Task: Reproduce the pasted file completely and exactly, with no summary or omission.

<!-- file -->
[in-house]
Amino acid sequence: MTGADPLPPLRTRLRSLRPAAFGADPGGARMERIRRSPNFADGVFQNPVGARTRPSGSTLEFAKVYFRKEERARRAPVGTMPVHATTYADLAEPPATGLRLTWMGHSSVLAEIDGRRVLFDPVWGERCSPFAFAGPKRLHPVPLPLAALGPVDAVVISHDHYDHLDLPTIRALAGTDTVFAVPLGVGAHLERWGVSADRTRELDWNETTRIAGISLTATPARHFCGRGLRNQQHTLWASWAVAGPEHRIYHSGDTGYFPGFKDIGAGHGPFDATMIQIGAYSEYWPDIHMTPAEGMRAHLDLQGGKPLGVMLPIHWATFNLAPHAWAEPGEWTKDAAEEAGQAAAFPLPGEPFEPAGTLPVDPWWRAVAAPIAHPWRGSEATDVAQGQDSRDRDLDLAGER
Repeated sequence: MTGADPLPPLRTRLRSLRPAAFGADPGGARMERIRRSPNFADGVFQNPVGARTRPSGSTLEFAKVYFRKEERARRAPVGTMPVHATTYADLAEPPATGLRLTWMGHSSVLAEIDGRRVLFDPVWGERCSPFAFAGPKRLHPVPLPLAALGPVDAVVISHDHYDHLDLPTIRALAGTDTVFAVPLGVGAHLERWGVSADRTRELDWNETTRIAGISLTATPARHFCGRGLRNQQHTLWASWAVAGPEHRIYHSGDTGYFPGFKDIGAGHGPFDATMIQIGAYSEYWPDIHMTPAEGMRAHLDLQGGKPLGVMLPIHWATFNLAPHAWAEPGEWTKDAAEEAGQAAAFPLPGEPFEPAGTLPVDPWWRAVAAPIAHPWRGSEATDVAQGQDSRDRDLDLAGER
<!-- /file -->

[in-house]
Amino acid sequence: MTGADPLPPLRTRLRSLRPAAFGADPGGARMERIRRSPNFADGVFQNPVGARTRPSGSTLEFAKVYFRKEERARRAPVGTMPVHATTYADLAEPPATGLRLTWMGHSSVLAEIDGRRVLFDPVWGERCSPFAFAGPKRLHPVPLPLAALGPVDAVVISHDHYDHLDLPTIRALAGTDTVFAVPLGVGAHLERWGVSADRTRELDWNETTRIAGISLTATPARHFCGRGLRNQQHTLWASWAVAGPEHRIYHSGDTGYFPGFKDIGAGHGPFDATMIQIGAYSEYWPDIHMTPAEGMRAHLDLQGGKPLGVMLPIHWATFNLAPHAWAEPGEWTKDAAEEAGQAAAFPLPGEPFEPAGTLPVDPWWRAVAAPIAHPWRGSEATDVAQGQDSRDRDLDLAGER
Repeated sequence: MTGADPLPPLRTRLRSLRPAAFGADPGGARMERIRRSPNFADGVFQNPVGARTRPSGSTLEFAKVYFRKEERARRAPVGTMPVHATTYADLAEPPATGLRLTWMGHSSVLAEIDGRRVLFDPVWGERCSPFAFAGPKRLHPVPLPLAALGPVDAVVISHDHYDHLDLPTIRALAGTDTVFAVPLGVGAHLERWGVSADRTRELDWNETTRIAGISLTATPARHFCGRGLRNQQHTLWASWAVAGPEHRIYHSGDTGYFPGFKDIGAGHGPFDATMIQIGAYSEYWPDIHMTPAEGMRAHLDLQGGKPLGVMLPIHWATFNLAPHAWAEPGEWTKDAAEEAGQAAAFPLPGEPFEPAGTLPVDPWWRAVAAPIAHPWRGSEATDVAQGQDSRDRDLDLAGER